Several independent sources have informed me that some very big and exciting changes are in the preliminary planning stages for Library Tower in Downtown LA. Last year, Library Tower (aka US Bank Tower) was purchased by Singapore-based Overseas Union Enterprise (OUE) for $367.5 million from MPG according to the LA Times. The 73-story office high-rise stands at 1,018 feet tall and still holds the title of tallest skyscraper west of Chicago. However, Library Tower also has one of the highest office vacancies downtown hovering at around 45% (that’s 585,000 square feet of empty space out of 1.3 million total). In an effort to turn the property around and raise the profile of OUE’s new LA acquisition, the Asian investment company had to think outside of the box as the office market has been stubbornly soft and more and more companies are shying away from traditional office space in favor of creative spaces. But wait a minute: everyone knows that the red hot economic engine downtown has involved both residential and hotel developments. Aha!
Apparently, Overseas Union Enterprise has hired global architect firm Gensler to come up with strategic ideas on how to convert Library Tower into one of the largest adaptive reuse projects in Los Angeles. At 1.3 million square feet, it really is adaptive reuse on steroids! Currently, signs point to residential and hotel conversion while keeping a portion of the office component intact. A general contractor out of Austin, Texas has also apparently been tapped.
So what will the setup look like? All office tenants will be relocated to the top portion of the tower starting from the 55th floor and up. Everything below that will be the residential and hotel components. Because almost half of the tower is already empty, it should be relatively easy to figure things out logistically compared to a tower full of tenants. On a side note: I love this entire idea, but I strongly believe the residential and hotel portion should be located on the top floors to take advantage of the views while the office component should be on the lower floors, but I’m sure we’ll find out what the reasoning is later on.
There are some other very exciting changes and upgrades that may go along with the Library Tower conversion makeover. First, the lobby may go through an expansion and state-of-the-art upgrade by extending it outward toward 5th Street. Currently, the tower is set back from the street with an underutilized plaza sitting between the tower and the sidewalk. The newly expanded lobby would replace the plaza and address the sidewalk better, which would benefit pedestrians as a result. How the lobby will divide between residential, hotel, and commercial is still uncertain.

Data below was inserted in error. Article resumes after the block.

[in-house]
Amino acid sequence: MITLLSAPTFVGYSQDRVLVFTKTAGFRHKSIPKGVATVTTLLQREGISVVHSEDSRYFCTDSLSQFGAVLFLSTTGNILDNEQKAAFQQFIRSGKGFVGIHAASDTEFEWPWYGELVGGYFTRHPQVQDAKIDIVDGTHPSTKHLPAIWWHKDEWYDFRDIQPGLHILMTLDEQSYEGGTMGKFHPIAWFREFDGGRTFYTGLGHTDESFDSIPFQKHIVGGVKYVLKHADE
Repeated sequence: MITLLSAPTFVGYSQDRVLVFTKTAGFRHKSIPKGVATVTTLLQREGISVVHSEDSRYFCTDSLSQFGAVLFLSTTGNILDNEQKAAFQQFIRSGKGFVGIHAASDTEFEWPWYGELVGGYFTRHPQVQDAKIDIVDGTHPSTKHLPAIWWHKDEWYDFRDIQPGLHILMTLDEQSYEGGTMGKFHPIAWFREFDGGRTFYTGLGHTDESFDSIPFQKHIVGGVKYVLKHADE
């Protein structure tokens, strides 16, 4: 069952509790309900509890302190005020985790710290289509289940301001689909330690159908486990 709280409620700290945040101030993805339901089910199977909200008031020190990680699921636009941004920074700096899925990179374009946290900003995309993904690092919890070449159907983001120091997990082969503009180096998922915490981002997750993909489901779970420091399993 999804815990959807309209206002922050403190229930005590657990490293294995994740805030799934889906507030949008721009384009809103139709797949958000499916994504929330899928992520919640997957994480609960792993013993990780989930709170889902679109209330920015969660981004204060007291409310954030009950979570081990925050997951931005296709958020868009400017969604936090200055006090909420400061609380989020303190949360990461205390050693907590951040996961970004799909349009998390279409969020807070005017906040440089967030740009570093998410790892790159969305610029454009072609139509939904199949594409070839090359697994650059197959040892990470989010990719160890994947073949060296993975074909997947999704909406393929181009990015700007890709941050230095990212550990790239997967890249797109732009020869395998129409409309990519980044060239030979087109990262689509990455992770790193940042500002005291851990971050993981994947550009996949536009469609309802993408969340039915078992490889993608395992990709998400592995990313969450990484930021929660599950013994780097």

And this has got to be my favorite potential change. OUE is considering adding an observation deck to the top of the tower geared for tourists and visitors to Los Angeles. This one is long, long overdue. Smart cities around the world have taken advantage of their skyscrapers by adding sky decks that generate a lot of money from ticket sales and branded merchandise. Think Empire State Building, Sears (Willis) Tower, Taipei 101, Shanghai World Financial Center, CN Tower, etc.
Library Tower’s observation deck — if it is indeed located on the very top 73rd level — would still be the highest occupied floor on the west coast even after Wilshire Grand Tower and SF’s Transbay Tower are completed since both towers surpass Library Tower in height only because of architectural spires or crown features. Check out some of the “World’s Coolest Observation Decks” compiled by Travel + Leisure magazine for some really great examples.
Lastly, apparently the west side of the tower next to the Bunker Hill Steps will be reworked a bit to allow for direct access by tourists and visitors to the observation deck where a restaurant may also be added.
Click here to read more about the interesting history of Library Tower and how this landmark skyscraper got its name (hint: it has something to do with a devastating fire at the LA Central Library across the street in 1986).
Below, are some pictures I took from the helipad of Library Tower that gives a good idea what the spectacular views would be like from an observation deck.